Haiti's many challenges reveal the difficulties of humanitarian work

In a perfect world, distributions of humanitarian aid after a major disaster would occur without a hitch. Everything would be orderly, and proceed with due precision.

People moving buckets of food
People moving buckets of food and other emergency supplies into the Santa Teresa camp in Petionville, Haiti, where hundreds of families left homeless by the earthquake are living.  Supplies were provided by Lutheran World Federation, Church World Service, and the World Food Program.
Photo: Paul Jeffrey/ACT Alliance

By Chris Herlinger/CWS

Port-au-Prince, Haiti - In a perfect world, distributions of humanitarian aid after a major disaster would occur without a hitch. Everything would be orderly, and proceed with due precision.
But life is messy and Haiti is far from a perfect place. Humanitarian practice, even during relatively small emergencies, is hard and imperfect work - a fact often not fully understood or appreciated by donors and even non-emergency staff members of humanitarian groups.
When compounded by the many challenges posed in Haiti - bad infrastructure even before the quake, the massive scale of damage, the toll the quake has taken on everyone - some acceptance of imperfection and the need to improvise become part of the daily realities of aid workers.
"You need to be patient to do this kind of work," said Emmanuela Blain, 30, a medical doctor who is helping coordinate ACT/Lutheran World Relief's distribution of food and non-food items in and outside of Port-au-Prince.
Patience is certainly needed now, nearly a month after the devastating 12 January earthquake and at a time when "coordination and distribution remain difficult, overall public interest in Haiti may be waning but needs will remain for months to come," said Dirk Salomons, the director of the humanitarian affairs program at Columbia University in New York City.
Blain knows something about the need for patience. A recent distribution in Gressier, located some 20 kilometers west of Port-au-Prince, got out of control when local police demanding tents refused to do much to calm a crowd.
During the 30 January incident, Blain and the other ACT/LWF staffers did their best to maintain order and continue the distribution and their stated goal of assisting the most vulnerable, including families with pregnant women and young children. Eventually the crowd got unruly, a policewoman fired two shots in the air and the distribution ended. The young ACT/LWF staff were disappointed and frustrated.
By contrast, a distribution a day earlier elsewhere had gone perfectly, Blain said, while another the next day at the Santa Teresa camp in Port-au-Prince also went off without problems.
Why the differences? One was that unlike those in Santa Teresa, Gressier residents had not received any assistance up until then - they were simply tired and angry. Another was the presence in Santa Teresa of a police officer who calmly urged the crowd to be patient and said he would personally stop the distribution if problems began.
The officer, Harry Brossard, said the tactic seemed to work, and it stemmed from his own desire to see food distributed to those who needed it. "We need food for these people," he said.
The crowd in Santa Teresa also seemed to be more patient and understanding than the crowd in Gressier about the need for distributions to target the most vulnerable. "I think they have to think about the other people (eventually)," said Willy Louis, a security guard. "But it's no problem for me. Pregnant people and the disabled should come first."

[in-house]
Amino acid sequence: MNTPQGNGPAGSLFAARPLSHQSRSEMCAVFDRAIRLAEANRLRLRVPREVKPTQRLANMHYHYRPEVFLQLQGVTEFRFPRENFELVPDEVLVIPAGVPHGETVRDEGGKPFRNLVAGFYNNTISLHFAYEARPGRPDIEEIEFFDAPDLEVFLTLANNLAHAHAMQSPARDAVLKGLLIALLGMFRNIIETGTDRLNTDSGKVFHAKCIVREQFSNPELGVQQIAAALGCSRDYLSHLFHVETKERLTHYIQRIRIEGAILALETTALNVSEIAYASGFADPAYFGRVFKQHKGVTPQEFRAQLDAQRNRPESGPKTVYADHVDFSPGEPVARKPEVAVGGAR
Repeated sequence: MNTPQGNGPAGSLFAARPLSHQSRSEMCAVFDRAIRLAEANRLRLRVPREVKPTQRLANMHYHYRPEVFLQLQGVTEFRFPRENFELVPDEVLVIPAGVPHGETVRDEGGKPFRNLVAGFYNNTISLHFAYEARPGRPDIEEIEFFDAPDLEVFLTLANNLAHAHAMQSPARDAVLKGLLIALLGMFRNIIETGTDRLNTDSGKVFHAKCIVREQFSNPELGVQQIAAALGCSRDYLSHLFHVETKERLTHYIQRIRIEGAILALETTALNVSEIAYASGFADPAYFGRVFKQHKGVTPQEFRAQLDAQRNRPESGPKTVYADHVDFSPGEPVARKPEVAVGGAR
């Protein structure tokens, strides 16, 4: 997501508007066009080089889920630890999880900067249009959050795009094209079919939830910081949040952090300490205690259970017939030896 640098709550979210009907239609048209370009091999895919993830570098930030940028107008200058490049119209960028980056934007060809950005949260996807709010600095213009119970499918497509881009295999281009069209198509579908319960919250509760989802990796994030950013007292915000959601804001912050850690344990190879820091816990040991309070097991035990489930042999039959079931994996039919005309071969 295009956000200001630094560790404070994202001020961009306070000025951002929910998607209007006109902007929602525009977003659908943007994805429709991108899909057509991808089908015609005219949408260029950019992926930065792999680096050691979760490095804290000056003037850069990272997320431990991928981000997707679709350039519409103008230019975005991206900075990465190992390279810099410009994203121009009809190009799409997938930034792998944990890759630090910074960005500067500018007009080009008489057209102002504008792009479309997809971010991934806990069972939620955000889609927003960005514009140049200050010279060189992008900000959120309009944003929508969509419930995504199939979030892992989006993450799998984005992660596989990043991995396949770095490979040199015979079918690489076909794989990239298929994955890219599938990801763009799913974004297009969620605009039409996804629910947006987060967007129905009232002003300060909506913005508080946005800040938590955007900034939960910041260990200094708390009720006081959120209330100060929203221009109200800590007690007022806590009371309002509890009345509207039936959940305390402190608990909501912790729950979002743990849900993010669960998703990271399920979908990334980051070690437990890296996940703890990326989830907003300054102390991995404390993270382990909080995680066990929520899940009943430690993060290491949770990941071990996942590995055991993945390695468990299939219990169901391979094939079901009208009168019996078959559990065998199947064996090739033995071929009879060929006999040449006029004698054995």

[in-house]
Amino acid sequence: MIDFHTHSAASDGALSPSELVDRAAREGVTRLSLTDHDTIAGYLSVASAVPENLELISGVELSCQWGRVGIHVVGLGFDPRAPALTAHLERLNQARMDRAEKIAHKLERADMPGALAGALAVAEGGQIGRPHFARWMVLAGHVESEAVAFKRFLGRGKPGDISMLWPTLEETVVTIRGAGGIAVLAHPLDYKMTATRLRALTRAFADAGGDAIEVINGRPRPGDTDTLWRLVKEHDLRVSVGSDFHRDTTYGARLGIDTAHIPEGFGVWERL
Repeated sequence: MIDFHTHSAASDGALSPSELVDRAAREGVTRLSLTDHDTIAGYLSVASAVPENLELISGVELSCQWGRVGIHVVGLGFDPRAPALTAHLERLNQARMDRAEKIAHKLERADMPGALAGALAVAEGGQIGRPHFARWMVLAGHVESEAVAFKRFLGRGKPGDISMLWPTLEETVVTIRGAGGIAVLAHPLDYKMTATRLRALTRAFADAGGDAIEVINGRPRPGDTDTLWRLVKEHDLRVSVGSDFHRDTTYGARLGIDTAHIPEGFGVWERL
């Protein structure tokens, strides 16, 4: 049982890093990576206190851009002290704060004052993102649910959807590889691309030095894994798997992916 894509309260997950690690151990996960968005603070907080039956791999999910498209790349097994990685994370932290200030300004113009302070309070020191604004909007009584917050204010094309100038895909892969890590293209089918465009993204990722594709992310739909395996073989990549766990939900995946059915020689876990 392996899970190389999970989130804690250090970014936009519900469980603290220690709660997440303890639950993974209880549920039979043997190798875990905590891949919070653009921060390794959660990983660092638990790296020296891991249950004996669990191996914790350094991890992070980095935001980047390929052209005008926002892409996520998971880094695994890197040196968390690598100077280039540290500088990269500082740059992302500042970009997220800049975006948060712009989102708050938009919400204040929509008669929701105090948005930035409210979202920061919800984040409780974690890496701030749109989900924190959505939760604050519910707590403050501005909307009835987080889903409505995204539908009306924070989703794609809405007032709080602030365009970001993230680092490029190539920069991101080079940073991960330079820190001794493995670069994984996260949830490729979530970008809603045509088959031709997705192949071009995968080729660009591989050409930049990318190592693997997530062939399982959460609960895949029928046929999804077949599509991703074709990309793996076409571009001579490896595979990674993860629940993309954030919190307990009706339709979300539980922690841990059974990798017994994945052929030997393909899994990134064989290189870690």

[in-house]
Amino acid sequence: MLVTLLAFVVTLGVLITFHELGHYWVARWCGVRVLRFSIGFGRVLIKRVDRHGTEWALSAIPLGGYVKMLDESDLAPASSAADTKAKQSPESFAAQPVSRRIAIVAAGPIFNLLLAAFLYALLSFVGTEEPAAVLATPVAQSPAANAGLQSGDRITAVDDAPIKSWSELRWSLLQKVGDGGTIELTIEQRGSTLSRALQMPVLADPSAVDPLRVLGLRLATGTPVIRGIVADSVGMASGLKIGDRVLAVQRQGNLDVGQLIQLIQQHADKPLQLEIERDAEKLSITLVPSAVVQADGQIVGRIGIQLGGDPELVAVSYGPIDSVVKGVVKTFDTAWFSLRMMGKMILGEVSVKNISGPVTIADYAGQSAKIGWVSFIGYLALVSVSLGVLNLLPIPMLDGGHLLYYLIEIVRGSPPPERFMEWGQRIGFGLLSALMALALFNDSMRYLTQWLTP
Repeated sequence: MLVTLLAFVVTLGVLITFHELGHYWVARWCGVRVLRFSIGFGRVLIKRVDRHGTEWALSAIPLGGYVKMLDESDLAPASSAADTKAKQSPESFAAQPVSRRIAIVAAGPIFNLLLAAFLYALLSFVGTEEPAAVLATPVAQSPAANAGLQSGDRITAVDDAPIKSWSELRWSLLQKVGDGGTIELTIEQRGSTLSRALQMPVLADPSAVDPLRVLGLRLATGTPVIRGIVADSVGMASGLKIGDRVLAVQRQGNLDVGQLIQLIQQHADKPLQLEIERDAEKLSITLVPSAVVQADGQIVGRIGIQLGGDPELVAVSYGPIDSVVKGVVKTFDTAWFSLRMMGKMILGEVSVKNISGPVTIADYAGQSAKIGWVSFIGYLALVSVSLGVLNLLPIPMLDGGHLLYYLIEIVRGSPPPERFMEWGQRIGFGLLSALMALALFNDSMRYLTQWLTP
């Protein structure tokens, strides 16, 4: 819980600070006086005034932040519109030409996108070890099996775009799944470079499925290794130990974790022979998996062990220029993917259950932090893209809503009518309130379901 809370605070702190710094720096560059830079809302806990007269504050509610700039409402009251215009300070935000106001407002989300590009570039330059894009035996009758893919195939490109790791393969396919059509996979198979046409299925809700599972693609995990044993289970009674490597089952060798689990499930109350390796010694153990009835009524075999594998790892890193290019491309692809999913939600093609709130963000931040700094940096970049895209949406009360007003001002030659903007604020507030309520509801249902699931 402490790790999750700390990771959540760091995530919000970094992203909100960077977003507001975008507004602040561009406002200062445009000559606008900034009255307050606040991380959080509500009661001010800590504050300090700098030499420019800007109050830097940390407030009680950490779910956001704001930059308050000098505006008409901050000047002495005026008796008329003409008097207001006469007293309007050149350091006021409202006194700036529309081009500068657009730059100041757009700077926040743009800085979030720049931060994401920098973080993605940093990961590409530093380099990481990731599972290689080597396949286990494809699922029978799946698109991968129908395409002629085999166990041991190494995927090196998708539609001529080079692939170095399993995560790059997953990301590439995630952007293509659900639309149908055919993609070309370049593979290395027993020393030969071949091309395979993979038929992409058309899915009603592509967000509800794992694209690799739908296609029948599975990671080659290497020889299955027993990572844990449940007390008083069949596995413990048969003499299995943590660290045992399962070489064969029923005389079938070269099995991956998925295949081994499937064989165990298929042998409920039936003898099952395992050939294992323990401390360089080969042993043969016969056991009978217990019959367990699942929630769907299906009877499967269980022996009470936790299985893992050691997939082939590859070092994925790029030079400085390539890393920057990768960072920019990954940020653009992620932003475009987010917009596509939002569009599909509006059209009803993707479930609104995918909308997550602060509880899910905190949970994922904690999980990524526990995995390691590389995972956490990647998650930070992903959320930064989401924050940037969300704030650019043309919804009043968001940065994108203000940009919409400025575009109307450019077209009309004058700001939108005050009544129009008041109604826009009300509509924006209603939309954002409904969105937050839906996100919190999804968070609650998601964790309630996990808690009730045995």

Marie Dany F. Volter, 34, who like Blain and the overwhelming majority of aid workers here is Haitian, said first-time distributions like that in Gressier "are never easy." That is particularly the case in a situation where aid is urgently needed and it may not be easy to work out all details in advance with the local partner.
Bobby Waddell, senior advisor on emergencies for ACT/LWF who is working with Blain and Volter in the Haiti emergency operation, noted there are any number of things that can go wrong in major humanitarian crisis. These can include bottlenecks in the aid "pipeline;" coordination problems; and a feeling that more staff are needed to do the job.
Salomons notes other potential problems:  "There are initial information gaps, as not only the physical infrastructure breaks down, but also communication systems like cell-towers and landlines," he said.  "So chaos ensues."
And then, in Haiti, there are the difficult pre-existing realities.
"It's a special place, a special country, it has is own context, it's chaotic in normal times, and it's a challenging place to work," Waddell said.
Those realities exacerbated what became a unique, catastrophic event - "a direct hit on a capital city which then paralyzed an entire country," he said.
The trick, Waddell added, is maneuvering around all the challenges while still being accountable to donors and, most importantly, those needing the assistance.
The job is not going to get any easier. In the end, he said, most everyone affected by the quake is vulnerable in some way, and in coming months, Haiti faces a rainy season and the threat of storms, floods and hurricanes. "How do we prepare for that?" Waddell asked.
In other words, the challenges in Haiti are just beginning.

Chris Herlinger is reporting from Haiti on behalf of the ACT Alliance, of which CWS is a member.  ACT Alliance

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